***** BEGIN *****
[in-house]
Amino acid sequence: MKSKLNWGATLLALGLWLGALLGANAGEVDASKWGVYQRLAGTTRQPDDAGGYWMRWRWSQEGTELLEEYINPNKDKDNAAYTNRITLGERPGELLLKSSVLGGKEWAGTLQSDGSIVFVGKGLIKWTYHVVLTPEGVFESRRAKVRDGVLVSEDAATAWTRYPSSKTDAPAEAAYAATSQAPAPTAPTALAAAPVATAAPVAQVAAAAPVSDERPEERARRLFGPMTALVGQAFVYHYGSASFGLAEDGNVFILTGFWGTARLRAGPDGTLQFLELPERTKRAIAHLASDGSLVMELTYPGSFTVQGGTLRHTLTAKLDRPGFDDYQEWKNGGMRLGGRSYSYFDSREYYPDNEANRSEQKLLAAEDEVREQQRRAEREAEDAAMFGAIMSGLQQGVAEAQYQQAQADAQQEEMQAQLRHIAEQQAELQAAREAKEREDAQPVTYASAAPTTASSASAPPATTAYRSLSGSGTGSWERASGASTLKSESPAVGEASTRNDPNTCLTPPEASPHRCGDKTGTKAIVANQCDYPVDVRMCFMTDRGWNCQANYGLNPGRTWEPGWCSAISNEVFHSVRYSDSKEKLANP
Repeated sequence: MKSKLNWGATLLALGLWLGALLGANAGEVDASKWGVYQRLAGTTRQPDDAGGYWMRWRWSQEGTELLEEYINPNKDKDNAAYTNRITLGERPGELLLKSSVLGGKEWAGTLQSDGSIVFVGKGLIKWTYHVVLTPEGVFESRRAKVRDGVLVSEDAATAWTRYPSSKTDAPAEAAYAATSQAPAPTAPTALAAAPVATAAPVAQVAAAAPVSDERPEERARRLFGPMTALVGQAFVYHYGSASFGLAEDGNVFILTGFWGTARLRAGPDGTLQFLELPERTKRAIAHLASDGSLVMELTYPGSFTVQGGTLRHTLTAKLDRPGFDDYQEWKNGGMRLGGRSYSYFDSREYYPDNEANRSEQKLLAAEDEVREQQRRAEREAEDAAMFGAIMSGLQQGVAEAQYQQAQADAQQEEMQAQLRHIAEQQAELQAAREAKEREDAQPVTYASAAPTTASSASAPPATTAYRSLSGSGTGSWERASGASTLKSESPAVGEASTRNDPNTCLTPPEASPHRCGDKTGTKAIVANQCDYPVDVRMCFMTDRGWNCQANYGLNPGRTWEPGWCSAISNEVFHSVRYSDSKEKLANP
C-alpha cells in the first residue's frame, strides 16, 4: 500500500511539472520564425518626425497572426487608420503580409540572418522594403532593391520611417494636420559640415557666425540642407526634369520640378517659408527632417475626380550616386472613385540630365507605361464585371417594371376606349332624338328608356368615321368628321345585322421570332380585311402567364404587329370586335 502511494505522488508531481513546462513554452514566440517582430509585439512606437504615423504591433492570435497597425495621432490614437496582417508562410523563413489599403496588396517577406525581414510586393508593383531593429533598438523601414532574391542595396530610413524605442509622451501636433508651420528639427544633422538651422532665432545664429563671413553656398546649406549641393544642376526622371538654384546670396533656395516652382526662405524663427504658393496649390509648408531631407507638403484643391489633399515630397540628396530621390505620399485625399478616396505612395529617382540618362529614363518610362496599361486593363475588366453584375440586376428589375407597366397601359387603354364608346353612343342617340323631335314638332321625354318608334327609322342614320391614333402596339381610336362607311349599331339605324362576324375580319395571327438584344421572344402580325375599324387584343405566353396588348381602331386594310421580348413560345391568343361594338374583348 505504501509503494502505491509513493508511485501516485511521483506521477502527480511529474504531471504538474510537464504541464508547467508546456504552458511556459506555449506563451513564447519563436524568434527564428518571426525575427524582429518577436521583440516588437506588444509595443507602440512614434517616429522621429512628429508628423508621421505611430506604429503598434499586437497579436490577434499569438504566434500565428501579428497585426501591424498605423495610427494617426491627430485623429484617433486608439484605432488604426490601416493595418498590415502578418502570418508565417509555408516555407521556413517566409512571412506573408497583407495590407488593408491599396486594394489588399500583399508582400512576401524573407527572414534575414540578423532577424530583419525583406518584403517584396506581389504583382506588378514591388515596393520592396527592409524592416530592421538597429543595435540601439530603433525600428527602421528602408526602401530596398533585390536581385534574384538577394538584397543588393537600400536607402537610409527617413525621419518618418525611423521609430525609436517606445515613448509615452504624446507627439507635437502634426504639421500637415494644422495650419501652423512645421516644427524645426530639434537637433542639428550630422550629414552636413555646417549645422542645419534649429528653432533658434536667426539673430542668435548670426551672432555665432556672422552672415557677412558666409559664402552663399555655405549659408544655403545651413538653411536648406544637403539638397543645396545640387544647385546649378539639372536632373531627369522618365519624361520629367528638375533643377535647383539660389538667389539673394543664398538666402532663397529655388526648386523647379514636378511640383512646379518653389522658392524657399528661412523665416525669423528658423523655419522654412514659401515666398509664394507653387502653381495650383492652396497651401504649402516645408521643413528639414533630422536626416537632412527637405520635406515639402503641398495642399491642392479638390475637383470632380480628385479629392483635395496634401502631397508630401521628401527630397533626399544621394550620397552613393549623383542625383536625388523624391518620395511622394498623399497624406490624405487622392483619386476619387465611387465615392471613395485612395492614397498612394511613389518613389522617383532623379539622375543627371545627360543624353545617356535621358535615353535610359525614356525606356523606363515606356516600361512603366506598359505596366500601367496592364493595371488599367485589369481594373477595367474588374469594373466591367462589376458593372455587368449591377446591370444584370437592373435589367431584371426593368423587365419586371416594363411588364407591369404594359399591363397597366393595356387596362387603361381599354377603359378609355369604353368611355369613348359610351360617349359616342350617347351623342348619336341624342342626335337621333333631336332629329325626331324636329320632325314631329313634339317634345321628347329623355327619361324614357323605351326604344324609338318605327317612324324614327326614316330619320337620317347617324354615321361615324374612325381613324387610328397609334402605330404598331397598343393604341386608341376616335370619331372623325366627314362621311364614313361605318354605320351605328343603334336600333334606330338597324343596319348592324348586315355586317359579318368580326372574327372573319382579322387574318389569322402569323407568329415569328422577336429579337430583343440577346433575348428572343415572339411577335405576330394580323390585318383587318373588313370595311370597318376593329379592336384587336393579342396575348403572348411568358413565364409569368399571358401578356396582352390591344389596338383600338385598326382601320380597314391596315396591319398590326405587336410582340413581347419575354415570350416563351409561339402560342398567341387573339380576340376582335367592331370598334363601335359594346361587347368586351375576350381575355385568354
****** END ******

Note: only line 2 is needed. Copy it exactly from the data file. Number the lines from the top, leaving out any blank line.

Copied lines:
Amino acid sequence: MKSKLNWGATLLALGLWLGALLGANAGEVDASKWGVYQRLAGTTRQPDDAGGYWMRWRWSQEGTELLEEYINPNKDKDNAAYTNRITLGERPGELLLKSSVLGGKEWAGTLQSDGSIVFVGKGLIKWTYHVVLTPEGVFESRRAKVRDGVLVSEDAATAWTRYPSSKTDAPAEAAYAATSQAPAPTAPTALAAAPVATAAPVAQVAAAAPVSDERPEERARRLFGPMTALVGQAFVYHYGSASFGLAEDGNVFILTGFWGTARLRAGPDGTLQFLELPERTKRAIAHLASDGSLVMELTYPGSFTVQGGTLRHTLTAKLDRPGFDDYQEWKNGGMRLGGRSYSYFDSREYYPDNEANRSEQKLLAAEDEVREQQRRAEREAEDAAMFGAIMSGLQQGVAEAQYQQAQADAQQEEMQAQLRHIAEQQAELQAAREAKEREDAQPVTYASAAPTTASSASAPPATTAYRSLSGSGTGSWERASGASTLKSESPAVGEASTRNDPNTCLTPPEASPHRCGDKTGTKAIVANQCDYPVDVRMCFMTDRGWNCQANYGLNPGRTWEPGWCSAISNEVFHSVRYSDSKEKLANP